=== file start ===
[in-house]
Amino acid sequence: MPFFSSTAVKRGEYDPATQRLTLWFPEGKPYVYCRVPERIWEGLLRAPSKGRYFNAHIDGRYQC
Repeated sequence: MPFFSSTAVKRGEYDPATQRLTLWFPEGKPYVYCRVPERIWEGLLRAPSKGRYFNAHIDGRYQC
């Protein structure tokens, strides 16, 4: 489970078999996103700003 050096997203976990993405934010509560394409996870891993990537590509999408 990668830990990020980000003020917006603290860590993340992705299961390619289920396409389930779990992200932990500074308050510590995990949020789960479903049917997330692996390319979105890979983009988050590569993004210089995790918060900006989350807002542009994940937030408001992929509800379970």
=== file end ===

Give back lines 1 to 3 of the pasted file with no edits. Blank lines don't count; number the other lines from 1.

[in-house]
Amino acid sequence: MPFFSSTAVKRGEYDPATQRLTLWFPEGKPYVYCRVPERIWEGLLRAPSKGRYFNAHIDGRYQC
Repeated sequence: MPFFSSTAVKRGEYDPATQRLTLWFPEGKPYVYCRVPERIWEGLLRAPSKGRYFNAHIDGRYQC